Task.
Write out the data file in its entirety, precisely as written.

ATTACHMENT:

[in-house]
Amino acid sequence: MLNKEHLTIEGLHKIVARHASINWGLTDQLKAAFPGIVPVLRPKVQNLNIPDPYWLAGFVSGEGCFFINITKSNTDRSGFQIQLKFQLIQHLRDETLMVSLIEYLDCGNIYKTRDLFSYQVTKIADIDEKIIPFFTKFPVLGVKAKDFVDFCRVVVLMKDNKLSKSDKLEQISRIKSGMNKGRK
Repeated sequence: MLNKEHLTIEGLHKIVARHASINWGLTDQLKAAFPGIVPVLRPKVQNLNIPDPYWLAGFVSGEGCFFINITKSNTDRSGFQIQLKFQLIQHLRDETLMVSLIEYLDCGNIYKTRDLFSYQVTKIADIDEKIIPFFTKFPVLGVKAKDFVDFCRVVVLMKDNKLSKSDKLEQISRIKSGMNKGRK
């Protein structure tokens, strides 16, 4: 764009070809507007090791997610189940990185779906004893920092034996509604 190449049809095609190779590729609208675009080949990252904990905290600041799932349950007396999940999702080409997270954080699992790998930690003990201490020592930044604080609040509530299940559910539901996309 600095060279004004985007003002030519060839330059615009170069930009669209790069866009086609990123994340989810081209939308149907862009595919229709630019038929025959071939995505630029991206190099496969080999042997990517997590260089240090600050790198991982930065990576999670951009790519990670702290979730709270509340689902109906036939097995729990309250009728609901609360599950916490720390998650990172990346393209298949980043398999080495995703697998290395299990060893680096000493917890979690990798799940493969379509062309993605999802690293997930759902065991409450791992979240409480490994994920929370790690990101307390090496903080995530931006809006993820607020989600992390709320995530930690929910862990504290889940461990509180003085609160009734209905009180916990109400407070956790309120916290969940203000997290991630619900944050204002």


[in-house]
Amino acid sequence: MLNKEHLTIEGLHKIVARHASINWGLTDQLKAAFPGIVPVLRPKVQNLNIPDPYWLAGFVSGEGCFFINITKSNTDRSGFQIQLKFQLIQHLRDETLMVSLIEYLDCGNIYKTRDLFSYQVTKIADIDEKIIPFFTKFPVLGVKAKDFVDFCRVVVLMKDNKLSKSDKLEQISRIKSGMNKGRK
Repeated sequence: MLNKEHLTIEGLHKIVARHASINWGLTDQLKAAFPGIVPVLRPKVQNLNIPDPYWLAGFVSGEGCFFINITKSNTDRSGFQIQLKFQLIQHLRDETLMVSLIEYLDCGNIYKTRDLFSYQVTKIADIDEKIIPFFTKFPVLGVKAKDFVDFCRVVVLMKDNKLSKSDKLEQISRIKSGMNKGRK
């Protein structure tokens, strides 16, 4: 764009070809507007090791997610189940990185779906004893920092034996509604 190449049809095609190779590729609208675009080949990252904990905290600041799932349950007396999940999702080409997270954080699992790998930690003990201490020592930044604080609040509530299940559910539901996309 600095060279004004985007003002030519060839330059615009170069930009669209790069866009086609990123994340989810081209939308149907862009595919229709630019038929025959071939995505630029991206190099496969080999042997990517997590260089240090600050790198991982930065990576999670951009790519990670702290979730709270509340689902109906036939097995729990309250009728609901609360599950916490720390998650990172990346393209298949980043398999080495995703697998290395299990060893680096000493917890979690990798799940493969379509062309993605999802690293997930759902065991409450791992979240409480490994994920929370790690990101307390090496903080995530931006809006993820607020989600992390709320995530930690929910862990504290889940461990509180003085609160009734209905009180916990109400407070956790309120916290969940203000997290991630619900944050204002």